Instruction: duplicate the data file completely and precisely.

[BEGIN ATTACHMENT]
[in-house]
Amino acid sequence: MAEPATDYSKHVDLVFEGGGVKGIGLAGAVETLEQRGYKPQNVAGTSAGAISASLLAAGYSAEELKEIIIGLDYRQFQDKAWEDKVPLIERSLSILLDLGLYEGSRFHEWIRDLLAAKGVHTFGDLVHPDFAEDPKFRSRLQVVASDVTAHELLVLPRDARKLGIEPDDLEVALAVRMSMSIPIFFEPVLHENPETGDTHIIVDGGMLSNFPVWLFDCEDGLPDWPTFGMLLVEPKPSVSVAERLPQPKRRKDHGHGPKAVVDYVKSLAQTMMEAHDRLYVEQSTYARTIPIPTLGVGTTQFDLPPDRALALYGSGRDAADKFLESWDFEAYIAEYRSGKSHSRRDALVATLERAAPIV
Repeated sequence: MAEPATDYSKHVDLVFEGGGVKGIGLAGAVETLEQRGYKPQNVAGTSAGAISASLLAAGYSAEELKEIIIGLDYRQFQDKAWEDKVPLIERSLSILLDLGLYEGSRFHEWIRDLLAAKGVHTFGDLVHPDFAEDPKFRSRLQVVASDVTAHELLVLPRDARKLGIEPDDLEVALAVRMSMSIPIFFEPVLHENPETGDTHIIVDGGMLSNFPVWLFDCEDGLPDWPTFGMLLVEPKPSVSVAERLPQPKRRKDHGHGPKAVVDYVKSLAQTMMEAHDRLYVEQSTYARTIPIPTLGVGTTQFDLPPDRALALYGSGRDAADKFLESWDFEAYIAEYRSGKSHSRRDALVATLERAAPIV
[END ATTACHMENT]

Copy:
[in-house]
Amino acid sequence: MAEPATDYSKHVDLVFEGGGVKGIGLAGAVETLEQRGYKPQNVAGTSAGAISASLLAAGYSAEELKEIIIGLDYRQFQDKAWEDKVPLIERSLSILLDLGLYEGSRFHEWIRDLLAAKGVHTFGDLVHPDFAEDPKFRSRLQVVASDVTAHELLVLPRDARKLGIEPDDLEVALAVRMSMSIPIFFEPVLHENPETGDTHIIVDGGMLSNFPVWLFDCEDGLPDWPTFGMLLVEPKPSVSVAERLPQPKRRKDHGHGPKAVVDYVKSLAQTMMEAHDRLYVEQSTYARTIPIPTLGVGTTQFDLPPDRALALYGSGRDAADKFLESWDFEAYIAEYRSGKSHSRRDALVATLERAAPIV
Repeated sequence: MAEPATDYSKHVDLVFEGGGVKGIGLAGAVETLEQRGYKPQNVAGTSAGAISASLLAAGYSAEELKEIIIGLDYRQFQDKAWEDKVPLIERSLSILLDLGLYEGSRFHEWIRDLLAAKGVHTFGDLVHPDFAEDPKFRSRLQVVASDVTAHELLVLPRDARKLGIEPDDLEVALAVRMSMSIPIFFEPVLHENPETGDTHIIVDGGMLSNFPVWLFDCEDGLPDWPTFGMLLVEPKPSVSVAERLPQPKRRKDHGHGPKAVVDYVKSLAQTMMEAHDRLYVEQSTYARTIPIPTLGVGTTQFDLPPDRALALYGSGRDAADKFLESWDFEAYIAEYRSGKSHSRRDALVATLERAAPIV